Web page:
By John Lynds
The developer of one of Eastie’s first large waterfront development project released new renderings of the Phase II of the project that began in January.
Roseland, the developer of Portisde at Pier One, began driving the new structural piles as part of the project’s second phase. The construction team is now pouring concrete on top of the new pile caps to build foundations for the project’s two new buildings.
Also the project’s slurry wall foundation appears complete and work continues on excavation of the building’s underground parking structure.
Roseland opened Building 7 at Pier 1 in November, 2014 and according to Massports Andrew Grace the Phase I building is fully leased.
The pile driving for Phase II lasted about eight weeks with 97 piles driven for Buildings 5 and 6 with little impact to the surrounding neighborhood. Construction from start to finish will take about 30 months, according to Roseland.
“This phase will be twice as large as Building 7 but we do have a control plan in place like watering down dust piles, having specific truck routes for to the site for vehicles and hours of construction,” said Grace.
Massport’s Anthony Guerriero said construction hours would be weekdays from 7 a.m. to 5 p.m.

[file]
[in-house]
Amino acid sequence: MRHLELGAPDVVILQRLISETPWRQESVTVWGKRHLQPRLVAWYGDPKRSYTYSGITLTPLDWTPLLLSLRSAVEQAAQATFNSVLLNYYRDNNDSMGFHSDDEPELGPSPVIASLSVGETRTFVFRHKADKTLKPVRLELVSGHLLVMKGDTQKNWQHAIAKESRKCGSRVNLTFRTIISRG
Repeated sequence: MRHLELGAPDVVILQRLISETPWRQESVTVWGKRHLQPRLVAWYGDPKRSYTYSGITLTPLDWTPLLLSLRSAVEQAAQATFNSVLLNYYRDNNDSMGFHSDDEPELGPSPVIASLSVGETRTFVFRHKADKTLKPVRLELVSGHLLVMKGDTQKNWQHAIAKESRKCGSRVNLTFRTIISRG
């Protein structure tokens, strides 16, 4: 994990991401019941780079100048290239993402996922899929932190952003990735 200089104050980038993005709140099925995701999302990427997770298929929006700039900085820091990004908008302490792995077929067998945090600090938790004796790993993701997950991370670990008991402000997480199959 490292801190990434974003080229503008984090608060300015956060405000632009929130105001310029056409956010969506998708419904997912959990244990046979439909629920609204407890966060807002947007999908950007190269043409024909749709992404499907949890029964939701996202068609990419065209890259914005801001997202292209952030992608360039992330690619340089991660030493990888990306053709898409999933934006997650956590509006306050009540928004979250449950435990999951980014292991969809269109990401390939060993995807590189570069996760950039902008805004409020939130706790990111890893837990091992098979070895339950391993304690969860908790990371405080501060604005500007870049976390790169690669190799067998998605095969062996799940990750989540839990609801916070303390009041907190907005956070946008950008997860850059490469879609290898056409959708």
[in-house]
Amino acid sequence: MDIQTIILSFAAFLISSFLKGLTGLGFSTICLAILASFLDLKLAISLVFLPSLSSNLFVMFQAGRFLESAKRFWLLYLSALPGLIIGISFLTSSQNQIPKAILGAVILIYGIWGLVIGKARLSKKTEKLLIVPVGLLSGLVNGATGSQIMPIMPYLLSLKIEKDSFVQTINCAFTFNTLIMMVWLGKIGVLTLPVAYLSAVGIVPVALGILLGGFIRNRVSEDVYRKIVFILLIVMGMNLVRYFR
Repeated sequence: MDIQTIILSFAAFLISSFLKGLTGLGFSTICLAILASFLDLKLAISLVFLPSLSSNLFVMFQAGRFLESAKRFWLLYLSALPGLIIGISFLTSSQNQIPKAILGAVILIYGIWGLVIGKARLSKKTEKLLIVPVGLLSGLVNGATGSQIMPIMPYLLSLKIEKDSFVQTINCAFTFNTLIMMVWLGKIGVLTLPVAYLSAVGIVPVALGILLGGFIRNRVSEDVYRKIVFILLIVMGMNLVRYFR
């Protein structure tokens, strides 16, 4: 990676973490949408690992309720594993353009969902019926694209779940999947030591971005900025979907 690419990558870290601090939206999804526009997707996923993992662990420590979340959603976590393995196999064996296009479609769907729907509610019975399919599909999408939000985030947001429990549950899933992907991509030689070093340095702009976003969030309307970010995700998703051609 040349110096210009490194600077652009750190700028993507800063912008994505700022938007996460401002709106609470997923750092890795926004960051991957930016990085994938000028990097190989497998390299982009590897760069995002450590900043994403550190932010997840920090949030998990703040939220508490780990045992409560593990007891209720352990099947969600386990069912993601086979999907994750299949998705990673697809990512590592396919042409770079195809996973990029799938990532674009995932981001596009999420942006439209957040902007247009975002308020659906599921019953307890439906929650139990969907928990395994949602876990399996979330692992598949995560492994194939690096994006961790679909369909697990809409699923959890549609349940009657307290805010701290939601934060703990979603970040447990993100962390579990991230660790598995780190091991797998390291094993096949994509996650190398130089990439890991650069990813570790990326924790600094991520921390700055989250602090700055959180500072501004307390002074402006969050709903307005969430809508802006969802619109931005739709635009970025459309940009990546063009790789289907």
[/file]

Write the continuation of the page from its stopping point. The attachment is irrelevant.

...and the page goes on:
“There might be some occasional night and weekend work but we will work closely with the neighborhood to get the word out there ahead of any construction time changes,” said Guerriero.
However, while most are excited that waterfront development is moving along in Eastie, some JPNA members had some concerns over parking. JPNA are lobbying that Roseland make the parking at the new buildings, as well as the completed Building 7, deeded rather than rented.
Once Buildings 5 and 6 are done and added to Building 7 there will be 472 units with 393 parking spaces. Currently roughly only 70 percent of residents renting at Building 7 have opted to rent a parking space. JPNA members argue that as more residents move into the neighborhood once Building 5 and 6 are completed more residents might opt not to pay additional money for a parking space and take their chances with on-street parking. This, JPNA members said, would add to an already tough parking situation in Jeffries Point.
However, Roseland said they conducted a parking study prior to the construction of Building 7 and after construction was completed. Roseland said the study showed that there was not a significant increase in on-street parking around the building after it opened in 2014.
The other issue circled around the future site of Piers Park Phase II. Roseland made the deal with the community to allow the company to use the site of the future park as a staging area for the Pier I development. Residents argued this deal allowed Roseland to save millions of dollars in construction costs and will prevent the park from being completed until after Roseland’s project is completed. Piers Park Phase II needs a state bond authorization legislatively in order to be funded. It has been very tough to get this bond authorization and residents feel that Roseland should help foot the $17 million price tag for the new park.
However, Roseland’s Joe Shea said they are not financially obligated to fund the park but the company has committed to some site preparation after construction is complete at Pier I in order to get Pier Park Phase II ‘construction ready’.